Training for Change

Transforming Systems to be Trauma-Informed, Culturally Responsive, and Neuroscientifically Focused

It is important to preface the introduction to this book with two critical points:

  1. Change is constant, inevitable, and inspires considerable resistance.
  2. Many systems recognize the need for change but are not always certain how to approach the change process.

“Systems” can be impersonal, colossal entities and at times can feel insurmountable and unchangeable. This book redefines systems by challenging the reader to consider this sentiment:

“Systems are intimately attached to people. Systems don’t change, if people don’t change. People don’t change if they don’t feel something”. In other words, change must be targeted toward and happen at the “people” level and requires getting into what I call “the feeling space”. The “feeling space” is the birthplace for genuine, sustained change. The concept of systems change through people change is a common thread throughout this text.

To this end, criminal justice is one of the primary systems based foci. A young person’s entanglement with the criminal justice system is generally indicative of the culmination of multiple systems prior that have ineffectively served them (education, health care, family, and community). The criminal justice system powerfully epitomizes structural and historical disparities in our society. The criminal justice system represents both the pitfalls of and opportunities for other systems to change.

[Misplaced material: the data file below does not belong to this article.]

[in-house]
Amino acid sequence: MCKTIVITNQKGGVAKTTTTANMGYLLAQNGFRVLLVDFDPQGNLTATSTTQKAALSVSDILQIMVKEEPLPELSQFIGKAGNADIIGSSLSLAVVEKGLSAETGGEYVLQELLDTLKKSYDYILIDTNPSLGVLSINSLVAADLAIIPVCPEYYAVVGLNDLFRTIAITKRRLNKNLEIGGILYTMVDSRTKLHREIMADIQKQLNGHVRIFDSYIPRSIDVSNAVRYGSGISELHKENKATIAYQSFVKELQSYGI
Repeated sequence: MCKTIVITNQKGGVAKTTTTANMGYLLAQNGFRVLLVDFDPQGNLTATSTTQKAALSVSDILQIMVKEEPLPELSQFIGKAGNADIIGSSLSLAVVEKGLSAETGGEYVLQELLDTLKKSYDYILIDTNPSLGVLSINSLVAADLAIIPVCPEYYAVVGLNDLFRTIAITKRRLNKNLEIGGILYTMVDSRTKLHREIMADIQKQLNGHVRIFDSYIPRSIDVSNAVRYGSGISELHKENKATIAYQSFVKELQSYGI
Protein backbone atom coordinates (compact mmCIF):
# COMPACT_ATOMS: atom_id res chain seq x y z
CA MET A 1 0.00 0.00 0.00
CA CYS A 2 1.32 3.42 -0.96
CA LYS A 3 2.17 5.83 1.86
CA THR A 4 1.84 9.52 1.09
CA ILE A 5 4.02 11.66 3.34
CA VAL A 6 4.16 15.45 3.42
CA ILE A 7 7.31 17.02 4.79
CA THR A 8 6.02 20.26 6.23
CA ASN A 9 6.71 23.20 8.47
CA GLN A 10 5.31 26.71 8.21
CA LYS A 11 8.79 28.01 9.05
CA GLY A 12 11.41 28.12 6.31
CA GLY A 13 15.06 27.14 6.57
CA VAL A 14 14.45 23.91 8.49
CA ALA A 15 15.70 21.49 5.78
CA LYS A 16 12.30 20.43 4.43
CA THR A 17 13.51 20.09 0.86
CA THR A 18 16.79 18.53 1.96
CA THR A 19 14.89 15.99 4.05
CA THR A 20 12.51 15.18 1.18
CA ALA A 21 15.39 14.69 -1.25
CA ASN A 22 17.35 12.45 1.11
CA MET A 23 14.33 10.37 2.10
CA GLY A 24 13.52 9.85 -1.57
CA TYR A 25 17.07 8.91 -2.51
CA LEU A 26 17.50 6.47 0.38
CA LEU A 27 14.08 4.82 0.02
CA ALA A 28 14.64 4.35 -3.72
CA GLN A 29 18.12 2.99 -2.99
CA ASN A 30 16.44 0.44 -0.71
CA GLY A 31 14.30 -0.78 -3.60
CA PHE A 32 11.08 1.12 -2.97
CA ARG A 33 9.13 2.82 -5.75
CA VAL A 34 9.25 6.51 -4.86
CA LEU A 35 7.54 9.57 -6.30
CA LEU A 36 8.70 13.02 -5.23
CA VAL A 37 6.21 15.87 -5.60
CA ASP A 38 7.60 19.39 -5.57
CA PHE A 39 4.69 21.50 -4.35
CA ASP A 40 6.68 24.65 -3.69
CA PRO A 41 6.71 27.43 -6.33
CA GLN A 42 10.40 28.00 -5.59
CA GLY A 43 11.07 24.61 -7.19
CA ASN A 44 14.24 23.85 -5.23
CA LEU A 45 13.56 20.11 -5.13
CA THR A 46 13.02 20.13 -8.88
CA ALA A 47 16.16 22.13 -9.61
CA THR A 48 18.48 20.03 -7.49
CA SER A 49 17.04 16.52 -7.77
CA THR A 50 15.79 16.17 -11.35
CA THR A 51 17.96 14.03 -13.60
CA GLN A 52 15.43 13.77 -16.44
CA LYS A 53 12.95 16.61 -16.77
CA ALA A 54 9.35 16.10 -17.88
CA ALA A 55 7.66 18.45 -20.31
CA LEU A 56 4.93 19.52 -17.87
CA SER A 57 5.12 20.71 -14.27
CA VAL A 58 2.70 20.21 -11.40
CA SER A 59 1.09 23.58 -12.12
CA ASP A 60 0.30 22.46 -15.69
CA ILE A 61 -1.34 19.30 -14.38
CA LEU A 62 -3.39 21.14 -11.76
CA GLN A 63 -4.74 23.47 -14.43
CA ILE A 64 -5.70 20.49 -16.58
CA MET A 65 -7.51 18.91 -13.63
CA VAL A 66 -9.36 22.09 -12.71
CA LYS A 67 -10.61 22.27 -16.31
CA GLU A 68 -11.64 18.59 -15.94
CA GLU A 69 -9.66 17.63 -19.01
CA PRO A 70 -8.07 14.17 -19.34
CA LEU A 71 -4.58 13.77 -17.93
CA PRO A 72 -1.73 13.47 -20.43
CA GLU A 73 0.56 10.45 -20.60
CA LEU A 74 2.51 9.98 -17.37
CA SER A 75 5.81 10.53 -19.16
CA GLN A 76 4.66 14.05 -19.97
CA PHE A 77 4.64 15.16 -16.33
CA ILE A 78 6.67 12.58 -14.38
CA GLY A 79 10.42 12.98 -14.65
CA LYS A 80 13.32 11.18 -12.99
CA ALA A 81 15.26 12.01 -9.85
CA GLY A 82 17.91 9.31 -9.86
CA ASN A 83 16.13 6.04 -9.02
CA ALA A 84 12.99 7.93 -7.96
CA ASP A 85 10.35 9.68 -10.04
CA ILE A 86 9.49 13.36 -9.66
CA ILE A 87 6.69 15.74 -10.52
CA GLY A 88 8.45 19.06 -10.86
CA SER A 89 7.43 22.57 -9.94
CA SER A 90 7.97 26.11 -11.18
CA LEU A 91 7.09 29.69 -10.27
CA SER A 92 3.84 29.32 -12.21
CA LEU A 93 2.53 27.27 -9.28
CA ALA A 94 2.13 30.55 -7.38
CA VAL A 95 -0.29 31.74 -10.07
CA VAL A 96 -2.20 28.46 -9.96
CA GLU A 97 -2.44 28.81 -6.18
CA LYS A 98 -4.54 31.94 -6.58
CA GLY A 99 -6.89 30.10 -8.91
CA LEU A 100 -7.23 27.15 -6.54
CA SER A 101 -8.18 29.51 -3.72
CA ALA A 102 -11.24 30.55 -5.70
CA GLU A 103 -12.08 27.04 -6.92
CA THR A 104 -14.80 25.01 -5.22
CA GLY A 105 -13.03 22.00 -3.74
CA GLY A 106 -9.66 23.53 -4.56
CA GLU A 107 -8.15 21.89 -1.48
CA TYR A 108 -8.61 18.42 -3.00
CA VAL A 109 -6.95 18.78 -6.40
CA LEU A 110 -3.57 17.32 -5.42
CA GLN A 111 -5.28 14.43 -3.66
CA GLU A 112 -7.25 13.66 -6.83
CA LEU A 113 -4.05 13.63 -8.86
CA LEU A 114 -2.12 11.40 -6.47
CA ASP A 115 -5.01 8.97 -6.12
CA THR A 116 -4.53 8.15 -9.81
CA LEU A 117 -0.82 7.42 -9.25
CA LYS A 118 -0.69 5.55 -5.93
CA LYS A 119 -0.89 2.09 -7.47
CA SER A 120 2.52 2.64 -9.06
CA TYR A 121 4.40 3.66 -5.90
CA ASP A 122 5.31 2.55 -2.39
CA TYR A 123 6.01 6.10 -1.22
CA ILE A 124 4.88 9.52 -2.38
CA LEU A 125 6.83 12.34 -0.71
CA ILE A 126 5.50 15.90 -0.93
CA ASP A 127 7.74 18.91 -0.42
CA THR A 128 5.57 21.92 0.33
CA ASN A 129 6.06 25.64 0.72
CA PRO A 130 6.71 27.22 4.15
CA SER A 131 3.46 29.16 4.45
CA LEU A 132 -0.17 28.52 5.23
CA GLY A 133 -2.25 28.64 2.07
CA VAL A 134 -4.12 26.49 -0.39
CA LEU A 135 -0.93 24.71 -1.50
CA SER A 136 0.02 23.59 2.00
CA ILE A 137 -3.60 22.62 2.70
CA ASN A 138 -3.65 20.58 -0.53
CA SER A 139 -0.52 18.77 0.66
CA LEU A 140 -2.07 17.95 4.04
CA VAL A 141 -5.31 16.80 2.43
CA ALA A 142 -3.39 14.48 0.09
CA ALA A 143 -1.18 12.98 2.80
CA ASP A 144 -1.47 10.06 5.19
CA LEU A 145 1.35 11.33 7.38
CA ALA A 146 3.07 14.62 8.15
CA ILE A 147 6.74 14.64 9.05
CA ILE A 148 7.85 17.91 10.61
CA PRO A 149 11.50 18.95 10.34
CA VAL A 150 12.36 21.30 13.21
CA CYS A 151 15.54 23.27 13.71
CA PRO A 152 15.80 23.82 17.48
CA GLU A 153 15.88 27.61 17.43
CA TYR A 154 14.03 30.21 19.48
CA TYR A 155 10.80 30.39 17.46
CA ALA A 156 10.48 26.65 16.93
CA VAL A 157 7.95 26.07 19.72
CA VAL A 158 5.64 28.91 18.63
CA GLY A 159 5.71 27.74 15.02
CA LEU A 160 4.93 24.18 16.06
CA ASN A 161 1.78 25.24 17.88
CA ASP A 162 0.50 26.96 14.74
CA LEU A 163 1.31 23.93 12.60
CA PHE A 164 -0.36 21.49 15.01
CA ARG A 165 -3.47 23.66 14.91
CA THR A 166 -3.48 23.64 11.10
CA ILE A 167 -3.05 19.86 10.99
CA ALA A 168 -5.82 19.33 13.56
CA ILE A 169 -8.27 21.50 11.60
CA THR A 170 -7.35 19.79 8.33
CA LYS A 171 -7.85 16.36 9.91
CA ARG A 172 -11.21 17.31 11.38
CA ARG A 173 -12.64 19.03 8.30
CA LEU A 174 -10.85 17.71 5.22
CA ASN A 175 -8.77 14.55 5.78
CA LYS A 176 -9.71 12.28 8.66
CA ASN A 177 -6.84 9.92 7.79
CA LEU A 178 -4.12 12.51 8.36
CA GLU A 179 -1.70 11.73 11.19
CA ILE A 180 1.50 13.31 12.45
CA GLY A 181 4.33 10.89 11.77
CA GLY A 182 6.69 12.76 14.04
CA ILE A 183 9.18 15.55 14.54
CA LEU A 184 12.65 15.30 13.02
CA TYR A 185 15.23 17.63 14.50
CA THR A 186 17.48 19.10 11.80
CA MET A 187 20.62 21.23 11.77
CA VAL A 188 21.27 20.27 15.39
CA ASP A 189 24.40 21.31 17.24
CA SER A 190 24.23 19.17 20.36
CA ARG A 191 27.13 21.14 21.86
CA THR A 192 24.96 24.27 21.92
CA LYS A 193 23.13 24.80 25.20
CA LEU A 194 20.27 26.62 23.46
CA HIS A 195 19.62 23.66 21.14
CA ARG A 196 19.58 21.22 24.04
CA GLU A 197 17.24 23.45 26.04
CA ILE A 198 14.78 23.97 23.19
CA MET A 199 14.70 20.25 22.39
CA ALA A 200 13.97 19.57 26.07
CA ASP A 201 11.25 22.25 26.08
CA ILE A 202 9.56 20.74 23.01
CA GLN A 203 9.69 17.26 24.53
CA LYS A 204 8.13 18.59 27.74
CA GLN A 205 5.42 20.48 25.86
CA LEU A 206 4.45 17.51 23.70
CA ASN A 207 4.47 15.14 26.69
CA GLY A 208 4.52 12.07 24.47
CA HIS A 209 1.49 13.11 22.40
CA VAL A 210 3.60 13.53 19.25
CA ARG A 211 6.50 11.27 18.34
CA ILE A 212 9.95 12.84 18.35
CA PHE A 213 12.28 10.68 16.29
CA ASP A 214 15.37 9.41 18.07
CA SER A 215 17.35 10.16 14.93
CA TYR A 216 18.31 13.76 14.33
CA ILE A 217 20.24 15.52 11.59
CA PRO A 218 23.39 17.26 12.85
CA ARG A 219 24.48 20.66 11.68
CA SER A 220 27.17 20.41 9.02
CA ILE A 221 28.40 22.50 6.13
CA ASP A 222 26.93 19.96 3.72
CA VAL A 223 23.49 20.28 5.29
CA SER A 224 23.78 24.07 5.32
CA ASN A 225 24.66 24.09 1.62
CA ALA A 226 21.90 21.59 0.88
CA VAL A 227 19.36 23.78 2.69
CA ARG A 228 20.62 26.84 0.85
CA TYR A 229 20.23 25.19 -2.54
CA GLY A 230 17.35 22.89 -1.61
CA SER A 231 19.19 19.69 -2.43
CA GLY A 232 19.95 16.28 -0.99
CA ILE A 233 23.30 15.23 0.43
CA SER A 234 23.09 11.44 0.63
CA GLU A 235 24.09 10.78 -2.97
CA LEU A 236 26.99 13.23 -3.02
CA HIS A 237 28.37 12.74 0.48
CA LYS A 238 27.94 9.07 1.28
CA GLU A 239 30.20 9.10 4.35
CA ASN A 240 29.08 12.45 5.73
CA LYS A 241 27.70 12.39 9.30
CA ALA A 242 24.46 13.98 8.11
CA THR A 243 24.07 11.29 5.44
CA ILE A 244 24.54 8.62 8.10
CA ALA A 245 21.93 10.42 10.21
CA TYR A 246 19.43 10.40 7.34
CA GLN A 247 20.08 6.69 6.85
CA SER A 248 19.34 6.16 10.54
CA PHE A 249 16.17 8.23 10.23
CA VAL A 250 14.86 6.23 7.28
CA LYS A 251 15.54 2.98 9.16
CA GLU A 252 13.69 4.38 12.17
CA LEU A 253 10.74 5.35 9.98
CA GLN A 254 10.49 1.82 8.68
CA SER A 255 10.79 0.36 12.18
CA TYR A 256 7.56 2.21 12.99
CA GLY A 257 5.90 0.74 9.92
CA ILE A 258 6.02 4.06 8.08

This is why my work has centered on impacting it (the criminal justice system) for change by thoughtfully integrating training and coaching on brain development, cultural responsivity, and trauma-informed practices. If the criminal justice system can change, so can other systems that serve youth. The model and approaches outlined in this textbook have implications for multiple systems that serve youth.

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